These are my journals from the last ten years. (My books are included because they are basically journals with much better editing.) I’ve written down thoughts, stories, ideas, songs, and prayers. Sometimes I even print out emails and text threads and paste them in because I want to remember a conversation, and also I get to use the skills I learned at my scrapbooking class.
I think journaling is important because we are pretty forgetful and we also remember moments incorrectly. I want to be able to remember my life, and I want my children and grandchildren to know me and what my life was like in a way I never got to know my grandparents, or my own parents. I can’t wait to hear my grandkids say, “Ugh, TMI.”
Beyond logging history, journaling also provides you with the ability to think things through. So many of my entries start out with me writing a feeling down, only to have changed my mind by the end of the entry.
These books are filled with joy, pain, and confusion. I can open to any given page and read something that makes me think, “Wow, if you only knew where that was going, dude.” So many of the things we think are big deals in the moment will later seem so small when you look at them from the distance of time. It makes me wonder how I’ll eventually look at the things I’m worried about or overthinking right now.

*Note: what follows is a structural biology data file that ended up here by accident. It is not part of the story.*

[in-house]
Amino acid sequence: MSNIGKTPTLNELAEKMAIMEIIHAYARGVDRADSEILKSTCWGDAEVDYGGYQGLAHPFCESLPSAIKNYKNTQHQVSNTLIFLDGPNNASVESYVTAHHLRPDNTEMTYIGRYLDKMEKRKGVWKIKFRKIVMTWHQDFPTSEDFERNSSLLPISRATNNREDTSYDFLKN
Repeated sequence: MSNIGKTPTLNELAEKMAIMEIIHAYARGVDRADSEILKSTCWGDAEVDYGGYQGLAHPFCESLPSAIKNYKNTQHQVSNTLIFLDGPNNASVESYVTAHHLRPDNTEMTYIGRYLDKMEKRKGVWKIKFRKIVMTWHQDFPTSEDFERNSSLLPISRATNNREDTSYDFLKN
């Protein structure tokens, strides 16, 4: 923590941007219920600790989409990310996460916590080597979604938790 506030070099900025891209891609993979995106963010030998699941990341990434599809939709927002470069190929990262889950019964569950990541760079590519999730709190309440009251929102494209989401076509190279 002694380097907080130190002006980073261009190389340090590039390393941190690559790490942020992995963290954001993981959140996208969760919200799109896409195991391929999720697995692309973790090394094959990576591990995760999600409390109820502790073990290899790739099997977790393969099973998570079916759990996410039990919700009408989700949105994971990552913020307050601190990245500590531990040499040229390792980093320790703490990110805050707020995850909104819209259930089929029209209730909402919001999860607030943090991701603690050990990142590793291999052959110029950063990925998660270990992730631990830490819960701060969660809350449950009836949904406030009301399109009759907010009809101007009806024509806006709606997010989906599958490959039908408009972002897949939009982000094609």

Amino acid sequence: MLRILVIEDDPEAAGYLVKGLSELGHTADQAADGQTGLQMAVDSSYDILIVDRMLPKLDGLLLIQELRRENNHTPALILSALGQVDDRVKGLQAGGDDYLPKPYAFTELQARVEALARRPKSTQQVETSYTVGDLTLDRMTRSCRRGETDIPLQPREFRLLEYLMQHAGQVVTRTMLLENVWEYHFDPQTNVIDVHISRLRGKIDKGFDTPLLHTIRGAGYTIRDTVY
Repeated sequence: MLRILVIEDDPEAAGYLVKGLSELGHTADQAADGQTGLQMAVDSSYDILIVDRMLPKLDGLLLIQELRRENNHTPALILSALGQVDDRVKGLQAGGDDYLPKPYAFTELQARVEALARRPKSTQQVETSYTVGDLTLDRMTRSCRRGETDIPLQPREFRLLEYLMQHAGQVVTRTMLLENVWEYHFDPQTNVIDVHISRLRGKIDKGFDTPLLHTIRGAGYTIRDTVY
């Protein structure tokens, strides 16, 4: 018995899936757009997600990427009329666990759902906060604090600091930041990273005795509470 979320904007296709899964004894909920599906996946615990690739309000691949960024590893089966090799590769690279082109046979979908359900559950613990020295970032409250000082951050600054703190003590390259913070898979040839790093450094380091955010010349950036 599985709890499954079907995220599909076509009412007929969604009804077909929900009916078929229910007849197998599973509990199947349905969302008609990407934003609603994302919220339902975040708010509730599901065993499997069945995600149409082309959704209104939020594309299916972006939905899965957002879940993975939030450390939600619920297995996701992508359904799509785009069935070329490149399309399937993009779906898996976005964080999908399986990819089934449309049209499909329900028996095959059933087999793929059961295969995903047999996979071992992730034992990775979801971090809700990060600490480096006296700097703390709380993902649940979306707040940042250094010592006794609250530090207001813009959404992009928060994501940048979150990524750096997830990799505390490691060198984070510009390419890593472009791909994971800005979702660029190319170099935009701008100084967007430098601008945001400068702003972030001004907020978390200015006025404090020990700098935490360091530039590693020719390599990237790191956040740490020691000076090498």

These aren’t just my scribbles, they are testaments of God’s faithfulness. They are evidence that we can change and that we don’t have to be perfect. Journaling provides us with a history to look back on when we’re so often caught up in the fleeting moments of today. You should write your life down as best you can. Remembrance opens the door for gratefulness.